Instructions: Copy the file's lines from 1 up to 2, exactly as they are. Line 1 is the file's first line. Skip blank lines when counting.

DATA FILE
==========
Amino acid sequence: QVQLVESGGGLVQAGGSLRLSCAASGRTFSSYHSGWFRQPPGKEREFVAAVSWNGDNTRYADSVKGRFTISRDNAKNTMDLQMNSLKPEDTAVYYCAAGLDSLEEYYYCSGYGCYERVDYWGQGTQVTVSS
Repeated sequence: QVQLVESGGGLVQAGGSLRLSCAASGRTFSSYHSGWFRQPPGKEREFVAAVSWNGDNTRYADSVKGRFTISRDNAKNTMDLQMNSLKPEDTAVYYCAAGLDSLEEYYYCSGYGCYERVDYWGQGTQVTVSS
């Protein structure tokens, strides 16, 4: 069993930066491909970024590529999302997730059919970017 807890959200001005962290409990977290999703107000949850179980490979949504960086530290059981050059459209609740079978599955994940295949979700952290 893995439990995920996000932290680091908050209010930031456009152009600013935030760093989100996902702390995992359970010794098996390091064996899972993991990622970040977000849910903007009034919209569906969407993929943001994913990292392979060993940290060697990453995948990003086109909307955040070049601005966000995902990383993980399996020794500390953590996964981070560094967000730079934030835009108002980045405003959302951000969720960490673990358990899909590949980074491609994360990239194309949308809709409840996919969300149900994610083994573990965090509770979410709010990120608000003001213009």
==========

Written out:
Amino acid sequence: QVQLVESGGGLVQAGGSLRLSCAASGRTFSSYHSGWFRQPPGKEREFVAAVSWNGDNTRYADSVKGRFTISRDNAKNTMDLQMNSLKPEDTAVYYCAAGLDSLEEYYYCSGYGCYERVDYWGQGTQVTVSS
Repeated sequence: QVQLVESGGGLVQAGGSLRLSCAASGRTFSSYHSGWFRQPPGKEREFVAAVSWNGDNTRYADSVKGRFTISRDNAKNTMDLQMNSLKPEDTAVYYCAAGLDSLEEYYYCSGYGCYERVDYWGQGTQVTVSS